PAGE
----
Recently I have blogged about my visits to the old tin mining towns of Gopeng and Tronoh. Next stop on my tour around the Kinta Valley was Pusing, another former tin mining settlement around 14km from Ipoh.
Ninety percent of the population of Pusing are said to be Chinese Hakka, descendants from immigrants from Dongguan County in China. They settled here to work the tin mines in the first few decades of the twentieth century.
There is also a Sikh community here. Sikhs worked as tin mine security guards, general labourers and bullock cart drivers but, judging by the prosperous appearance of their temple, the younger generations must have moved on to better paying occupations.
In the 1930’s there was a row of Japanese owned shophouses opposite the Pusing Malay School. One of these shops was the studio of a Japanese photographer who was probably doing a bit of spying in preparation for the coming Japanese occupation during WWII.
A railway line ran through Pusing before the War. The Japanese ripped up the rails and shipped them off to Thailand/Burma for use on the Death Railway.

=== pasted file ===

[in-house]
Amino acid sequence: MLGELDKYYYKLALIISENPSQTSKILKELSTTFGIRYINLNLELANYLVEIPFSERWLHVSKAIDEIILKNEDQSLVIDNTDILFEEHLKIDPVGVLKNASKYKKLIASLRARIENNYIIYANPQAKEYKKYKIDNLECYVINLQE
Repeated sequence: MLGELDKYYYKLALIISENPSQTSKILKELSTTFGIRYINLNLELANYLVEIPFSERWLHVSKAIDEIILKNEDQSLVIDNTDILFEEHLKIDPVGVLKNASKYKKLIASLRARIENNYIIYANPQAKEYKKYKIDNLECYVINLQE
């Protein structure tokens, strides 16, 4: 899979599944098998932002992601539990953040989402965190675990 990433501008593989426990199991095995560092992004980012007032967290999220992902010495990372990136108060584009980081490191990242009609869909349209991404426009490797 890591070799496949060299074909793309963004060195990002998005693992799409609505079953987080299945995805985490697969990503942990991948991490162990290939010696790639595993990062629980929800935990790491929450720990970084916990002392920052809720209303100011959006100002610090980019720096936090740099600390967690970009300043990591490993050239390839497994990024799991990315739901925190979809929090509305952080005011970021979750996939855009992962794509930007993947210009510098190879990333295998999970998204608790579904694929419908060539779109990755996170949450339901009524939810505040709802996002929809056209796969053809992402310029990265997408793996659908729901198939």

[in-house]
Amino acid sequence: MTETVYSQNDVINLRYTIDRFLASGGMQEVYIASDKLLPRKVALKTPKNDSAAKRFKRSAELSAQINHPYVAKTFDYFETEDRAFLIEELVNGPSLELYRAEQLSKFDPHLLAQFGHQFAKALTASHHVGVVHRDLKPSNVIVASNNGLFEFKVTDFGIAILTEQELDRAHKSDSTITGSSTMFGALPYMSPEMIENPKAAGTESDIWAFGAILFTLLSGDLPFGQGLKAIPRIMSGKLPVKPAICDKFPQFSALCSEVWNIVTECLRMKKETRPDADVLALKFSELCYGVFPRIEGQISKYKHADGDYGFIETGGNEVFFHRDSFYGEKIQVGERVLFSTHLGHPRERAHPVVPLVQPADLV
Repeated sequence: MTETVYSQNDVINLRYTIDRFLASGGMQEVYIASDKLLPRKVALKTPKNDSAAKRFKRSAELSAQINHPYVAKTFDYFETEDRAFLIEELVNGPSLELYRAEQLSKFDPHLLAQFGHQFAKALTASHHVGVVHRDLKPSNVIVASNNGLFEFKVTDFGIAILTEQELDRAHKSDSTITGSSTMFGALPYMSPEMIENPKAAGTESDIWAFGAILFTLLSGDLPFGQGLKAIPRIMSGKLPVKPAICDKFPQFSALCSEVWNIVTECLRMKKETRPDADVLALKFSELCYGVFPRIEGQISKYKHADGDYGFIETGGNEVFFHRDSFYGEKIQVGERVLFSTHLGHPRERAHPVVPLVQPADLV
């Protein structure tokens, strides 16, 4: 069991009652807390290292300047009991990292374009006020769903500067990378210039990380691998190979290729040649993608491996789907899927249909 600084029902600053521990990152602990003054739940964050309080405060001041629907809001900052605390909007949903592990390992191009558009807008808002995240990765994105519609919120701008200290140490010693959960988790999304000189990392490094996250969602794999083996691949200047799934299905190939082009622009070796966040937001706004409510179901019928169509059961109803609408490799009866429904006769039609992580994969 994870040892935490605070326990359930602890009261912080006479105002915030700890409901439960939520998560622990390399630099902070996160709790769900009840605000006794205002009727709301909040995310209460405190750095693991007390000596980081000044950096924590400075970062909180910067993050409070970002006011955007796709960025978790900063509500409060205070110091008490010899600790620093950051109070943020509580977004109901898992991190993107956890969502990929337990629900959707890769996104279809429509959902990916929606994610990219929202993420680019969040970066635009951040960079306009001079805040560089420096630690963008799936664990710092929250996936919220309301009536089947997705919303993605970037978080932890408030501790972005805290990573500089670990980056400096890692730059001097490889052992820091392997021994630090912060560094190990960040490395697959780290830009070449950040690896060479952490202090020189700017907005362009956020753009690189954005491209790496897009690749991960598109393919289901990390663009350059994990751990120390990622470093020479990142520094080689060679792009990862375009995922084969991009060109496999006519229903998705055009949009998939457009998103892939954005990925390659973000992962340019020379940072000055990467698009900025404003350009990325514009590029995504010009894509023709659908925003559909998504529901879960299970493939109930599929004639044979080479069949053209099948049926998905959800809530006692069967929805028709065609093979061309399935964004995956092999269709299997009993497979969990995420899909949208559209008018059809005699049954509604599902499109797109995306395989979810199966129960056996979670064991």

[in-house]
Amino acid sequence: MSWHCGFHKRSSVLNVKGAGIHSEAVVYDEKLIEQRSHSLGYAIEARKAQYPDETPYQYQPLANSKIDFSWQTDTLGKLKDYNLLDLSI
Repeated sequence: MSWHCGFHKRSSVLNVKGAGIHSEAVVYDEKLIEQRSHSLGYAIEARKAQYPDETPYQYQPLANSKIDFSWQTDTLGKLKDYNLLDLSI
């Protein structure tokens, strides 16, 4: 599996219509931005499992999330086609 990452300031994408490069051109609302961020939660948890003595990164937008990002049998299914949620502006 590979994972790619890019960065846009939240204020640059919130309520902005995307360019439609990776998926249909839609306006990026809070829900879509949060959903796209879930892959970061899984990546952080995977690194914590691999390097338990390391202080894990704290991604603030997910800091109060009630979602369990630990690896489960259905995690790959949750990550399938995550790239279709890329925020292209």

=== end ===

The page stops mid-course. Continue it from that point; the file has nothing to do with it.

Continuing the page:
During the Malayan Emergency this area was a hotbed of Communist Terrorist activity. Following a series of attacks on the Pusing police station and 12 murders, the High Commissioner Gerald Templer imposed a collective fine of $40,000 on the town, enforced a curfew and closed all shops for a period of 44 days (an unlucky number for the Chinese) as punishment for supporting the communists.
Perhaps the town still has left-wing sympathies. Pusing and the surrounding towns were the only places in Malaysia where I saw flags for the Socialist Party of Malaysia in the run-up to the recent general election (I don’t think they won any seats).
Pusing does not get much attention in the news these days. Most mentions on the internet relate to food and the Ming Feong restaurant seems to be a favourite place for passing motorists.